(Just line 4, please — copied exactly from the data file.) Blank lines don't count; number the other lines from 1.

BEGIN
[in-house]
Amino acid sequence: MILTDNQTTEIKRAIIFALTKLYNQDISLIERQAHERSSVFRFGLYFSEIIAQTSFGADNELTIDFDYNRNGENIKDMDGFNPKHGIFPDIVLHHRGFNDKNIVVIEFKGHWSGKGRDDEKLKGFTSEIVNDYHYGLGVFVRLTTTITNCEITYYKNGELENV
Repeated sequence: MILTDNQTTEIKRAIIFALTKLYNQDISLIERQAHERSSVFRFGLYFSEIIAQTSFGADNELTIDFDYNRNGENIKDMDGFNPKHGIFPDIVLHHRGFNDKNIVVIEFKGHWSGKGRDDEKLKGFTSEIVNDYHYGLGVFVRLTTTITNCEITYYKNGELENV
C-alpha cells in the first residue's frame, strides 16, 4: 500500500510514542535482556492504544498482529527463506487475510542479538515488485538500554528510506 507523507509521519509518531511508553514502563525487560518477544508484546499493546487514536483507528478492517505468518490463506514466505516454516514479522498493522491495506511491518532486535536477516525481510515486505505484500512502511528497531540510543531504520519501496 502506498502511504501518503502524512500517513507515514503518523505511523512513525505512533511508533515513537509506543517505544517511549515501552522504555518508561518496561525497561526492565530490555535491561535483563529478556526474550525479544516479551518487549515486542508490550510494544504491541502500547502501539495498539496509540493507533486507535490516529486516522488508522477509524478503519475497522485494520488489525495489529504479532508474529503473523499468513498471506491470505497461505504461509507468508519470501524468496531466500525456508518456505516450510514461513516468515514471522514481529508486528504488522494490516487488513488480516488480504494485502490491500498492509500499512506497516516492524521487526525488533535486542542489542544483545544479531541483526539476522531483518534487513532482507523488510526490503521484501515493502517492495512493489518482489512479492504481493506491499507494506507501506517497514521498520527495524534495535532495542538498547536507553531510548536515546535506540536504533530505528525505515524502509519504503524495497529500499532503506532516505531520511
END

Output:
C-alpha cells in the first residue's frame, strides 16, 4: 500500500510514542535482556492504544498482529527463506487475510542479538515488485538500554528510506 507523507509521519509518531511508553514502563525487560518477544508484546499493546487514536483507528478492517505468518490463506514466505516454516514479522498493522491495506511491518532486535536477516525481510515486505505484500512502511528497531540510543531504520519501496 502506498502511504501518503502524512500517513507515514503518523505511523512513525505512533511508533515513537509506543517505544517511549515501552522504555518508561518496561525497561526492565530490555535491561535483563529478556526474550525479544516479551518487549515486542508490550510494544504491541502500547502501539495498539496509540493507533486507535490516529486516522488508522477509524478503519475497522485494520488489525495489529504479532508474529503473523499468513498471506491470505497461505504461509507468508519470501524468496531466500525456508518456505516450510514461513516468515514471522514481529508486528504488522494490516487488513488480516488480504494485502490491500498492509500499512506497516516492524521487526525488533535486542542489542544483545544479531541483526539476522531483518534487513532482507523488510526490503521484501515493502517492495512493489518482489512479492504481493506491499507494506507501506517497514521498520527495524534495535532495542538498547536507553531510548536515546535506540536504533530505528525505515524502509519504503524495497529500499532503506532516505531520511